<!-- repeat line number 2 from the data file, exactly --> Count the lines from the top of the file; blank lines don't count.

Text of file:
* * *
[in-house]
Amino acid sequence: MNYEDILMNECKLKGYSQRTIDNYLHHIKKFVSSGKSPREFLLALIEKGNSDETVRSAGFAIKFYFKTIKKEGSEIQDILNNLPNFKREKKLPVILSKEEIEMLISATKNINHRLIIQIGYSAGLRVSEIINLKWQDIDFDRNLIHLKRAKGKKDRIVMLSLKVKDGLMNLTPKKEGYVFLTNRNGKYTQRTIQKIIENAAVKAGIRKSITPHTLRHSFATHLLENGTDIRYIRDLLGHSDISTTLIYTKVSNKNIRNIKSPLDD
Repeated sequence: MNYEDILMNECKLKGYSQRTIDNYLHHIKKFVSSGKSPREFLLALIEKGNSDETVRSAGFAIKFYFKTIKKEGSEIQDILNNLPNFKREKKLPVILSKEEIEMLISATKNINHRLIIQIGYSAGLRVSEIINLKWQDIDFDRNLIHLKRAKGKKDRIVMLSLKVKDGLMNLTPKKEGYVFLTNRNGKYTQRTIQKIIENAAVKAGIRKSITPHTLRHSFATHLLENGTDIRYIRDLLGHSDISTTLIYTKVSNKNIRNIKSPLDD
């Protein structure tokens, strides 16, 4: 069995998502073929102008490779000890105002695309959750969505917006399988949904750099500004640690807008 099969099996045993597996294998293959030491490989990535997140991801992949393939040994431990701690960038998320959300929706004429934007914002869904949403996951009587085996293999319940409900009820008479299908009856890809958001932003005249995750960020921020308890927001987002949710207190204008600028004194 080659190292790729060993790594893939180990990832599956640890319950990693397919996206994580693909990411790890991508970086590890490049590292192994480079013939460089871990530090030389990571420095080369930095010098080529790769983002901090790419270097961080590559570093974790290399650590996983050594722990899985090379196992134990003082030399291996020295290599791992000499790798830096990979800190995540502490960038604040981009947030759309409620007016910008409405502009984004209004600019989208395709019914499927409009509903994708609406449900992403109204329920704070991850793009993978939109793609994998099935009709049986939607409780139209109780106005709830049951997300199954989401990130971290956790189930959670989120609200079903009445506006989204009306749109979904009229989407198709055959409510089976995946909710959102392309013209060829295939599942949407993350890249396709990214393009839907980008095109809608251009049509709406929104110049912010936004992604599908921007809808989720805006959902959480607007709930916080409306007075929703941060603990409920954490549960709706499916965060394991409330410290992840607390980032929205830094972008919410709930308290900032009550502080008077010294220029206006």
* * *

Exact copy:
Amino acid sequence: MNYEDILMNECKLKGYSQRTIDNYLHHIKKFVSSGKSPREFLLALIEKGNSDETVRSAGFAIKFYFKTIKKEGSEIQDILNNLPNFKREKKLPVILSKEEIEMLISATKNINHRLIIQIGYSAGLRVSEIINLKWQDIDFDRNLIHLKRAKGKKDRIVMLSLKVKDGLMNLTPKKEGYVFLTNRNGKYTQRTIQKIIENAAVKAGIRKSITPHTLRHSFATHLLENGTDIRYIRDLLGHSDISTTLIYTKVSNKNIRNIKSPLDD